Tree of Life (Bahrain)

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Tree of Life
Dirt road leading to the Tree of Life

The Tree of Life (Shajarat-al-Hayat) in Bahrain is a 9.75 meters (32 feet) high Prosopis cineraria tree that is over 400 years old. It is on a hill in a barren area of the Arabian Desert, 2 kilometers (1.2 miles) from Jebel Dukhan, the highest point in Bahrain, and 40 kilometers from Manama, the nearest city.[1]

The tree is abundantly covered in green leaves. Due to its age and the fact that it is the only major tree growing in the area, the tree is a local tourist attraction and is visited by approximately 50,000 people every year. The yellow resin is used to make candles, aromatics and gum; the beans are processed into meal, jam, and wine.[2]

It is not certain how the tree survives. Bahrain has little to no rain throughout the year. Its roots are 50 meters deep which may be enough to reach the water source.[2] Others say the tree has learned to extract moisture from grains of sand. Some assert that the tree is protected by Enki, a god of water in Babylonian and Sumerian religion. Others claim that the tree is standing in what was once the Garden of Eden, and so has a more mystical source of water.[3]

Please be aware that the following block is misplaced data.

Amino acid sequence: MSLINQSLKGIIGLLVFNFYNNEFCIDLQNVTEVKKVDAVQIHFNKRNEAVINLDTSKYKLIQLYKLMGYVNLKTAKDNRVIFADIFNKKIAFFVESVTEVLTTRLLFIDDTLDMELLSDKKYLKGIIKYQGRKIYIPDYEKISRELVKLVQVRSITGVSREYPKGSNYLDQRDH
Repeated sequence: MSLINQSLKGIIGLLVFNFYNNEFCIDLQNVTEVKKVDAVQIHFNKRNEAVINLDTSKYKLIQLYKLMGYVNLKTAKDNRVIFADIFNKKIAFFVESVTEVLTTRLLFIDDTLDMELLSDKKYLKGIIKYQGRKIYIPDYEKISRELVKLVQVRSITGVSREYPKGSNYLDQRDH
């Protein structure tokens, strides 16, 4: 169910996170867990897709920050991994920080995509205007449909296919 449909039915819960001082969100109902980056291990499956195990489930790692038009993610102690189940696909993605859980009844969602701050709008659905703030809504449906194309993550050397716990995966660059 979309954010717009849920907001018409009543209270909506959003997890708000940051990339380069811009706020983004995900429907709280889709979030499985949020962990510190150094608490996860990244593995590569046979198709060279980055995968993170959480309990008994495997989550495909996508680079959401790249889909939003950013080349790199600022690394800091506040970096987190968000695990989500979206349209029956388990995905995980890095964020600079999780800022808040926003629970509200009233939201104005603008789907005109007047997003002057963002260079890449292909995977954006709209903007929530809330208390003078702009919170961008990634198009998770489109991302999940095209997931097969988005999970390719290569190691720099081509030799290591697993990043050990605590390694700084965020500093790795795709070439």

In 2009, the tree was nominated to be on the New7Wonders of Nature list, but it did not finish on the list.[4]

In October 2010, archaeologists unearthed 500-year-old pottery and other artifacts in the vicinity of the tree. A soil and dendrochronology analysis conducted in the 1990s concluded that the tree was an Acacia planted in 1582.[5]

The tree was mentioned in the 1991 film L.A. Story, where Steve Martin calls it one of the most mystical places on earth.[2]

References[edit]

Coordinates: 25°59′39″N 50°35′00″E / 25.994073°N 50.583235°E / 25.994073; 50.583235